Movie Review - Mother's Day (2015) (Short) - WBOC-TV 16, Delmarvas News Leader, FOX 21 -

Movie Review - Mother's Day (2015) (Short)


There are three categories at the Academy Awards for short films. One is Best Live Action Short. The others are Best Animated Short and Best Documentary Short Subject. Because short films don't play in most multiplexes, except ones by Disney and Pixar, the only places you can see short films is at a film festival. Therefore, the Academy has designated a selection of festivals as venues for finding nominees in the short film categories. The Rhode Island International Film Festival is one such venue. I attended that venue, which ran this year from August 4th to the 9th. One short film I saw, which had its world premiere, was this one about a woman and her son and one of them having to say goodbye.

Director Jeff Tan has been a camera operator on various reality shows for about a decade. His credits include The Bachelor and Jersey Shore. This little narrative is Tan's directorial debut. One of the first techniques that Tan utilizes is the racking focus. The two and only characters in this film are in frame. One is blurred, while the other is in sharp view. It then reverses, so that the previously blurred character is now in sharp view. It is perhaps a precursor for the change in perspective the film takes at a later point.

Oscar-winner Melissa Leo (The Fighter and Frozen River) stars as Mary. Gabriel Furman co-stars as her son Jay. Mary is in a hospital seeming very ill and Jay is sitting bedside, watching over her. Mary is clearly upset. She's tearful and perhaps a little bitter. Jay is cool and calm. He seems as if he's trying to be reassuring but feels strangely detached or perhaps resigned to the reality of the situation more than his mom.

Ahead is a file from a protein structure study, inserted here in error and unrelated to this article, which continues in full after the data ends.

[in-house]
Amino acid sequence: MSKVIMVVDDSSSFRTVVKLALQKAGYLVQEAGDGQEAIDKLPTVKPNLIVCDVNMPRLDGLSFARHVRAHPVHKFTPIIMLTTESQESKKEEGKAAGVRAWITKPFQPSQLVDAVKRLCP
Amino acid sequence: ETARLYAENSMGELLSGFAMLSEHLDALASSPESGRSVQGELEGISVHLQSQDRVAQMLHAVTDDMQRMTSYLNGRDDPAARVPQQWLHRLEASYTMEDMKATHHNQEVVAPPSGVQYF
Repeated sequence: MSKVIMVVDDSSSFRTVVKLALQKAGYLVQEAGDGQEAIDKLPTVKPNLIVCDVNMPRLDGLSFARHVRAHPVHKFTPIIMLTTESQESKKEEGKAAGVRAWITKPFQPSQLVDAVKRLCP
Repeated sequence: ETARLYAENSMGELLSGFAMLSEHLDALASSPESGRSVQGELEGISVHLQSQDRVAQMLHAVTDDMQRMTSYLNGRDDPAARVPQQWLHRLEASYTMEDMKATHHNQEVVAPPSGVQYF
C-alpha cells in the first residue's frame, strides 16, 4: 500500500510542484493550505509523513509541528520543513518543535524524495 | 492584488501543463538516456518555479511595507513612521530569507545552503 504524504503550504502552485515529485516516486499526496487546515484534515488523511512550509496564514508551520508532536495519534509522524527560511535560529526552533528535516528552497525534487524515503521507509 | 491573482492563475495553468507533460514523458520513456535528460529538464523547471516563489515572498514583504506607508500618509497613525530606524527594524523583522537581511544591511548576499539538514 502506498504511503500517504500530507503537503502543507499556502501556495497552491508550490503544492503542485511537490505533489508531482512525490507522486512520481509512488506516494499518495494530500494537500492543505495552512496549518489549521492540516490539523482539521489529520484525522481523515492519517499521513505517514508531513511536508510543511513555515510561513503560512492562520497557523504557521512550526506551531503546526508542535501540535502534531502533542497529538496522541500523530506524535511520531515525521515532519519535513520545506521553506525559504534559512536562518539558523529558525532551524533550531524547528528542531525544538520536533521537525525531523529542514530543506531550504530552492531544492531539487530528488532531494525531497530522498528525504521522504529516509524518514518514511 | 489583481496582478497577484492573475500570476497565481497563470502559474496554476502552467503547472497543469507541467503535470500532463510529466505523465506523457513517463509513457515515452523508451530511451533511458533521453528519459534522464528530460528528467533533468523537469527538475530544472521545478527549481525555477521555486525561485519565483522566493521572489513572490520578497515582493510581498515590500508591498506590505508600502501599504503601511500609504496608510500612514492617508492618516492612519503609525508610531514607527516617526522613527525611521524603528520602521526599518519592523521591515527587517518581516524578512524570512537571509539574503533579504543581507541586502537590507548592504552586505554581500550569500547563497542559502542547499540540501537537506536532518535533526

Furman, aside from being the co-star, is also the writer of this film. Furman is an up-and-coming actor who has been appearing in several dramas. His most recent appearance was in Daredevil on Netflix where he also played a character facing a life-or-death situation but with far more fear. Here, Furman is less over-the-top. He's more subtle and nuanced.

Leo's performance is of course the hanger on which everything is held. From bitterness to levity to heartbreak, she is the absolute centerpiece.

Four Stars out of Five.
Not Rated but for mature audiences.
Running Time: 7 minutes.

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